Lawmakers in California put us one step closer to shutting down the practice of asset forfeiture law that gives the government the right to seize cash, cars, real estate and other property solely on the belief that it has been used to further criminal activity.
Senate Bill 443 was passed 67 to 7 by the California Assembly, backed by a bi-partisan effort led by Senator Holly Mitchell (D-Los Angeles) and David Hadley (R-Torrance).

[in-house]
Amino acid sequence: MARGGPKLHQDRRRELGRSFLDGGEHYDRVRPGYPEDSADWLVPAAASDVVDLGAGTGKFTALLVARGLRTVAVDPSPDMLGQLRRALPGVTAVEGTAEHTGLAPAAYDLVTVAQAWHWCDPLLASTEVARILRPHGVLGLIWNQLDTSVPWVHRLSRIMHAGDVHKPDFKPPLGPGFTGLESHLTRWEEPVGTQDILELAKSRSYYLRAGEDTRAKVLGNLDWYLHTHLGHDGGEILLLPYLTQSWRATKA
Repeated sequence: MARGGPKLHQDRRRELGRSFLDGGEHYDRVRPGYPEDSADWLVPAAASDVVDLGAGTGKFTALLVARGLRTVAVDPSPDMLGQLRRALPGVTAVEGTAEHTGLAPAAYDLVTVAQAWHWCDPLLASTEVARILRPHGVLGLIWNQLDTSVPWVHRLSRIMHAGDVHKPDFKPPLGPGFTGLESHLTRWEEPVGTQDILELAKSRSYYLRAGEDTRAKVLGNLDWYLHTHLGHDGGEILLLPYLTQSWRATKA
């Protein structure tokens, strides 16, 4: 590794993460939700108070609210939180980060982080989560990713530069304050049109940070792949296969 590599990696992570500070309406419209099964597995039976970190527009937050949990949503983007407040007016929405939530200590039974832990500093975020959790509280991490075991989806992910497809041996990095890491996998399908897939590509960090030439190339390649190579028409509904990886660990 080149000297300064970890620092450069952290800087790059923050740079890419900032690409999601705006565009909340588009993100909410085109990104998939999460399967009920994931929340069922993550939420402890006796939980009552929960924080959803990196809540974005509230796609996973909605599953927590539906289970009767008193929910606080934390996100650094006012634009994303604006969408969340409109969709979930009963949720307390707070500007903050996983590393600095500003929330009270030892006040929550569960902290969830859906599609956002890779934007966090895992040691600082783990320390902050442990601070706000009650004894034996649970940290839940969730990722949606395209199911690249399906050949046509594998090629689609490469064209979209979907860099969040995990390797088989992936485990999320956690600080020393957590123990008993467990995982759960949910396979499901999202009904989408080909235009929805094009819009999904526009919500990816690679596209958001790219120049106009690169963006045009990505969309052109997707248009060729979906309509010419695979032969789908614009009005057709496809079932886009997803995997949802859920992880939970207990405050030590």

The way the current law stands, certain public agencies are allowed to use this action as a means of recovering expenses used to seize, eradicate, destroy or take remedial action in connection with any controlled substance. The local or state agency in question does have to provide some type of clear and convincing evidence that the property should be subject to forfeiture and proceeds from the sale of that property can only be distributed to specified agencies, with the attorney general publishing annual reports of forfeitures in the state. It’s a process that has been used repeatedly to seize property from those connected to the medical marijuana industry in California – from dispensary operators to landlords to patients to doctors to farmers. Continue reading